Assisted suicide opposed

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Anglicans in New South Wales and Victoria have been urged to contact their MPs to oppose euthanasia and assisted suicide legislation. 

The General Synod of the Anglican Church of Australia, which met in Queensland, passed a motion opposing the legalisation of ‘assisted dying’.

Dr Denise Cooper-ClarkeThe motion, moved by  Dr Denise Cooper-Clarke from Melbourne and seconded by Sydney delegate Dr Karin Sowada, noted General Synod resolution 81/10 - passed seven years ago, affirming the sanctity of life; that life is God’s gift and that our task is to protect, nurture and sustain life to the best of our ability.

Previously, Synod had expressed its opposition to euthanasia in 1995 in response to legislation passed in the Northern Territory, later overturned by Federal Parliament.

“Suicide is a major social problem and we rightly spend resources aimed at reducing the suicide rate. If assisted dying were legalised we would, on one hand, be promoting suicide prevention and on the other, promoting suicide as a legitimate choice.” Dr Cooper-Clarke told the Synod.

Dr Sowada cited the short-lived Northern Territory legislation as the only time a Parliament has voted in favour of Euthanasia.

“Since then it has not been legal anywhere, despite numerous attempts in various parliaments.” Dr Sowada said. “The primary reason these attempts have failed is this. When MPs examine the legislation closely, and examine the situation in countries where euthanasia is legal, they have realised that there is no way to legislate for adequate safeguards. They have realised that what starts as a well-intentioned means to relieve the pain and suffering of the terminally ill gradually socialises the idea of an early exit in the wider community. More importantly, they see that as euthanasia gathers acceptance, the boundaries of the law expand to embrace other reasons for assisted dying.”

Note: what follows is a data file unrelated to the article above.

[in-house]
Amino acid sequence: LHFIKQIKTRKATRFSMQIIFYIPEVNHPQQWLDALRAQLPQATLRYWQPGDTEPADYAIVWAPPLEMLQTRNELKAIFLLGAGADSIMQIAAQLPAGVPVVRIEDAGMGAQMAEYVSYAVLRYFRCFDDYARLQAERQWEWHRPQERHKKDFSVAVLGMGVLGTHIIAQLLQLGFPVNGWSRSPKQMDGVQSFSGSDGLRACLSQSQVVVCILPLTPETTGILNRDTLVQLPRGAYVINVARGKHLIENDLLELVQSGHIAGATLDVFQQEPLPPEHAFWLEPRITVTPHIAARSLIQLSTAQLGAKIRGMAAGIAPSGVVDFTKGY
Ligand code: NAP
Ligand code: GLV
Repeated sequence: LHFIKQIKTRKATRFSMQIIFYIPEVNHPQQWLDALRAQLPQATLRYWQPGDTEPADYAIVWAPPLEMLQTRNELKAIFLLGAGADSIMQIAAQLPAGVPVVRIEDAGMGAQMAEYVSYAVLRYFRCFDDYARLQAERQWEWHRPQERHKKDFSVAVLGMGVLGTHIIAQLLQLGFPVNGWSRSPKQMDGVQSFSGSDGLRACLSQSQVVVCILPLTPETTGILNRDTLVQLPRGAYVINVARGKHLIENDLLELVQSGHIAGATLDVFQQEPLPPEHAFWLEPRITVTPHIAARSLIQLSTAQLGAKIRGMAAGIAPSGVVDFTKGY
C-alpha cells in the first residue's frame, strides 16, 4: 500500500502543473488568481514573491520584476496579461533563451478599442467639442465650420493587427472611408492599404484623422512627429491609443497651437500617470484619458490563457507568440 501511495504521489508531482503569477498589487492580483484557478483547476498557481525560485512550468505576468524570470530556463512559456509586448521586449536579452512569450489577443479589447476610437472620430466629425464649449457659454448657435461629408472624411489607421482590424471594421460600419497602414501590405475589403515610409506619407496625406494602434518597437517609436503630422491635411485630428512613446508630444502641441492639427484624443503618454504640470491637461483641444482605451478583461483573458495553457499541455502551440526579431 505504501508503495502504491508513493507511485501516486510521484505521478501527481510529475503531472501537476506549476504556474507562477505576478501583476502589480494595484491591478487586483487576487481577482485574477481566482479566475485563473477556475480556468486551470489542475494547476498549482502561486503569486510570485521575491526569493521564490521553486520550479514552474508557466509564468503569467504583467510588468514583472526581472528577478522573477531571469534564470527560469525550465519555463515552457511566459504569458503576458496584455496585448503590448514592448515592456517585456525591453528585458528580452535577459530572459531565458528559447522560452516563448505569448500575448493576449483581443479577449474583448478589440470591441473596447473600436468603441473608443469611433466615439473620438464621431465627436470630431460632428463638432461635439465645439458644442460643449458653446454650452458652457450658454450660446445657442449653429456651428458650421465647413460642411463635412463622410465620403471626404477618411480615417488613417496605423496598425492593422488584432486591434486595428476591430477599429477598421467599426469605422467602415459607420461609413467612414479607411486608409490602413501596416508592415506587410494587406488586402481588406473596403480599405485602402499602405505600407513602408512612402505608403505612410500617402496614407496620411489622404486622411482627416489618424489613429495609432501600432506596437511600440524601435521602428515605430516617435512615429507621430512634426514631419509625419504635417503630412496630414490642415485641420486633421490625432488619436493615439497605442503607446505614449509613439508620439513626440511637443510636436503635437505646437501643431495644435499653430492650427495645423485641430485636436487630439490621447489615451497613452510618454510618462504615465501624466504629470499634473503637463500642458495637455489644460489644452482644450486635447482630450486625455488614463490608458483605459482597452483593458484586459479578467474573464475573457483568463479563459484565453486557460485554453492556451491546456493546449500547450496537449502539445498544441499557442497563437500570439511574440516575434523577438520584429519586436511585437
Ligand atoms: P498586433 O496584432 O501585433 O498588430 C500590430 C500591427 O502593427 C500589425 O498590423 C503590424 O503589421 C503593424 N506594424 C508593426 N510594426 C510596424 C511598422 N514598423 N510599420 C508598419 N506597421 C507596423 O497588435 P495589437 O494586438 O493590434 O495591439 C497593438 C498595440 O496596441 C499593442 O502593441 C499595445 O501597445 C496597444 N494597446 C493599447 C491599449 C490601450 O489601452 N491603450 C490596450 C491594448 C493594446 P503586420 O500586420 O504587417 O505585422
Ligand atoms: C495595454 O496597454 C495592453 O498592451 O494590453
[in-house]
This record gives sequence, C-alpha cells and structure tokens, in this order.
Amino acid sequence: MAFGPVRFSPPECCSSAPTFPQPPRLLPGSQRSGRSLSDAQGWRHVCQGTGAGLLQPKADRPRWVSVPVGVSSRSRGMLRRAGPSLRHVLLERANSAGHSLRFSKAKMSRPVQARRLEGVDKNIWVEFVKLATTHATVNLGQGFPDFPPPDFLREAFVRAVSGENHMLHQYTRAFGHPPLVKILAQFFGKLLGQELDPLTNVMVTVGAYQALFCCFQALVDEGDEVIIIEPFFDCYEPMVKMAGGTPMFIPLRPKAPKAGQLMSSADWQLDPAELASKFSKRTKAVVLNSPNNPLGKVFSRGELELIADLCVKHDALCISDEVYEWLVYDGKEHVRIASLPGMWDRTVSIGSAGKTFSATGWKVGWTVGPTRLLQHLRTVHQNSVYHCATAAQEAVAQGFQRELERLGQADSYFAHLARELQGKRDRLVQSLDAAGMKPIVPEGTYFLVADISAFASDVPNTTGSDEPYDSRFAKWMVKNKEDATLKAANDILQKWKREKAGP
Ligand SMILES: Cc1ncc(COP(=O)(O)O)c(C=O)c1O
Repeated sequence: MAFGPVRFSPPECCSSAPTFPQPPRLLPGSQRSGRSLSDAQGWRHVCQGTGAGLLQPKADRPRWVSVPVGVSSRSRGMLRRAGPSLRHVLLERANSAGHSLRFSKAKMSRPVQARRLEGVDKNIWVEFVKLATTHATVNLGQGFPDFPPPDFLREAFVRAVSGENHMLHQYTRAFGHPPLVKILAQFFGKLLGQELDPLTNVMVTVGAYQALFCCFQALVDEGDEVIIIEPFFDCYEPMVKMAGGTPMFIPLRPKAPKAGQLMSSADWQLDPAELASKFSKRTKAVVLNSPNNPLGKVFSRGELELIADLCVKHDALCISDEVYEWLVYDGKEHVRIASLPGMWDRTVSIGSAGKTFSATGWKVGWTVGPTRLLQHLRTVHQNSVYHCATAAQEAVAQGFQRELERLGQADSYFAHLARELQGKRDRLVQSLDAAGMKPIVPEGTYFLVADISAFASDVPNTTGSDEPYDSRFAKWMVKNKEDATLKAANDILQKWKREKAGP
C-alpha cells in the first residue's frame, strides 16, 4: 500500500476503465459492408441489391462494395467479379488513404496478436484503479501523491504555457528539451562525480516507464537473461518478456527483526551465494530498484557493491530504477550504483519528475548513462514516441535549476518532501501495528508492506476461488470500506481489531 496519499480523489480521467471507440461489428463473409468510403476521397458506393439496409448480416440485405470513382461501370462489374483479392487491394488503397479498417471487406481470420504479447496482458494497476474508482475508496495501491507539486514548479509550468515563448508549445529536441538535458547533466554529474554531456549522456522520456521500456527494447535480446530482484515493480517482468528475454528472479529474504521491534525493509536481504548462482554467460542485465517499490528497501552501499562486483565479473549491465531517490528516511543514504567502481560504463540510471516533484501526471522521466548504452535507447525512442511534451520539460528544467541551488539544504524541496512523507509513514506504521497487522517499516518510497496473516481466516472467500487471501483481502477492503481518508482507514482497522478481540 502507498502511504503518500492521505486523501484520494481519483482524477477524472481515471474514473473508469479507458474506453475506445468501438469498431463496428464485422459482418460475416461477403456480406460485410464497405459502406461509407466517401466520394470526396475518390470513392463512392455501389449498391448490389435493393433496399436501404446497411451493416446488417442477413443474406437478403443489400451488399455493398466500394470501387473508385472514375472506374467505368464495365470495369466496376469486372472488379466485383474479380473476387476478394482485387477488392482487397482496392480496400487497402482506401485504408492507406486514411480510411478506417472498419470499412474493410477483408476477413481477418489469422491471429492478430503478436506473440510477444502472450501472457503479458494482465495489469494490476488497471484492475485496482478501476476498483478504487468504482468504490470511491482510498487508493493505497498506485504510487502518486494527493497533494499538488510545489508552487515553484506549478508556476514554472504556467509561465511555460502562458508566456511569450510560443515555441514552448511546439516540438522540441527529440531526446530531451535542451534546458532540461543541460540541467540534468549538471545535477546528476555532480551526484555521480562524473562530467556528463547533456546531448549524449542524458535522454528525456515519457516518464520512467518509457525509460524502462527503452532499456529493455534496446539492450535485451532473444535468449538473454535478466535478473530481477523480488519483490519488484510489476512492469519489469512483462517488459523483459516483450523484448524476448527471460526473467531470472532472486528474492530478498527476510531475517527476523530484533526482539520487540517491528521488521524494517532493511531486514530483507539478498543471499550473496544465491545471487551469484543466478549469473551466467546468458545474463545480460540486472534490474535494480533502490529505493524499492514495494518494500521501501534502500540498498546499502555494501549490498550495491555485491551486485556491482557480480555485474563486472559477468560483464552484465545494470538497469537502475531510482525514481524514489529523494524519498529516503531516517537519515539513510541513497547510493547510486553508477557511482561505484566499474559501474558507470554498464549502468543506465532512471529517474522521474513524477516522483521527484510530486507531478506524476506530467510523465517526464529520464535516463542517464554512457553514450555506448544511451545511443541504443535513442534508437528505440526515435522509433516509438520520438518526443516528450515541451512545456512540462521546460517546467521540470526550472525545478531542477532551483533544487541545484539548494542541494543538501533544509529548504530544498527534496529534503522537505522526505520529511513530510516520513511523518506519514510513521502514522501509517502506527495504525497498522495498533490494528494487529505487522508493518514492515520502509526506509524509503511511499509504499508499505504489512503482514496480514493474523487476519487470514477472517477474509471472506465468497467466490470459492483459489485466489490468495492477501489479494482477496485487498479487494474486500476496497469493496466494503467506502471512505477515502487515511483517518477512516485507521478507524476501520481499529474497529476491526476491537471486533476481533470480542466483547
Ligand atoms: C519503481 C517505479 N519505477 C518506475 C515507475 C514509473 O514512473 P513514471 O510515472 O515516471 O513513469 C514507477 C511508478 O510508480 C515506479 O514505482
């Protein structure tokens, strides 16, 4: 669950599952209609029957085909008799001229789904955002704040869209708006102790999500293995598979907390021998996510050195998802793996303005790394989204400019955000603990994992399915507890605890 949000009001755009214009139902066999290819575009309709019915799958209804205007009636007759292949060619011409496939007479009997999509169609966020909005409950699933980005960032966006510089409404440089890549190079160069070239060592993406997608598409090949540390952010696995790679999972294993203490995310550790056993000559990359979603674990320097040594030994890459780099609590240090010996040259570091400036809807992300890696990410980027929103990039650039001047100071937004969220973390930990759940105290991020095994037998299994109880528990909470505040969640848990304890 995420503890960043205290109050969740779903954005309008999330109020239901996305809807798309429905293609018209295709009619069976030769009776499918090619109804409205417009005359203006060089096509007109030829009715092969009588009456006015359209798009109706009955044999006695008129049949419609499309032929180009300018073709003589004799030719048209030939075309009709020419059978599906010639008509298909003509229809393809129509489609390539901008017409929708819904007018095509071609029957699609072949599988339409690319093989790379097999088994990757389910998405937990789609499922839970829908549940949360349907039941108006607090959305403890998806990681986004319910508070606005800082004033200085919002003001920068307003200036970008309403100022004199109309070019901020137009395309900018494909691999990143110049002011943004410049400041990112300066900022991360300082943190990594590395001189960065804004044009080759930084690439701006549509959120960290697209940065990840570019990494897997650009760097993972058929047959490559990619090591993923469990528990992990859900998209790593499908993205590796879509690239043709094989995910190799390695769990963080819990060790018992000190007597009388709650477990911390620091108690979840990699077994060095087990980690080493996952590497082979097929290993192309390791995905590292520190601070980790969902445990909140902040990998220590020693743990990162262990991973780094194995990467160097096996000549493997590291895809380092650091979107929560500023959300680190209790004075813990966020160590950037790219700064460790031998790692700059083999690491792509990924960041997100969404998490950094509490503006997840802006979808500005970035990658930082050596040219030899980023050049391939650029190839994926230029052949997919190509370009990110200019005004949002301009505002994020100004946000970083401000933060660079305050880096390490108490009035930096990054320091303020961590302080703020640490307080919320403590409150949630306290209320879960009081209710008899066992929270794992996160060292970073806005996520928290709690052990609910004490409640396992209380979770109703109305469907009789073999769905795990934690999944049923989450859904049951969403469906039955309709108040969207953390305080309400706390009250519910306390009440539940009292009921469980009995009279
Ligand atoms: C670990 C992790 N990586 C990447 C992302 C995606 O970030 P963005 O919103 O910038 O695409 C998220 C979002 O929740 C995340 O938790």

Dr Karin Sowada Dr Sowada cited the example of Belgium, where in the space of less than 15 years, what started as an intention to relieve physical suffering in terminally ill adults now includes those with mental suffering, including psychiatric conditions. Three years ago, euthanasia for sick children was legalised.

“There are no safeguards that can be developed which will protect the vulnerable and the frail aged. There is nothing that can stop the socialisation of euthanasia over time in our community and the extension of its practice. The doctor-patient relationship will fundamentally change.” she said.

The motion further called on State and Territory governments to better resource palliative care services, including in regional and remote communities, Aboriginal communities and nursing homes, and to provide better training in palliative care for all health professionals.

The motion recognised the vital contribution made by people of faith to public debate and urged Australian Anglicans to contact their MPs to express their views, particularly in NSW and Victoria where legislation will be debated this year.

Photos: Crowd scene courtesy Anglican Media Melbourne Inset photos courtesy James Levingston

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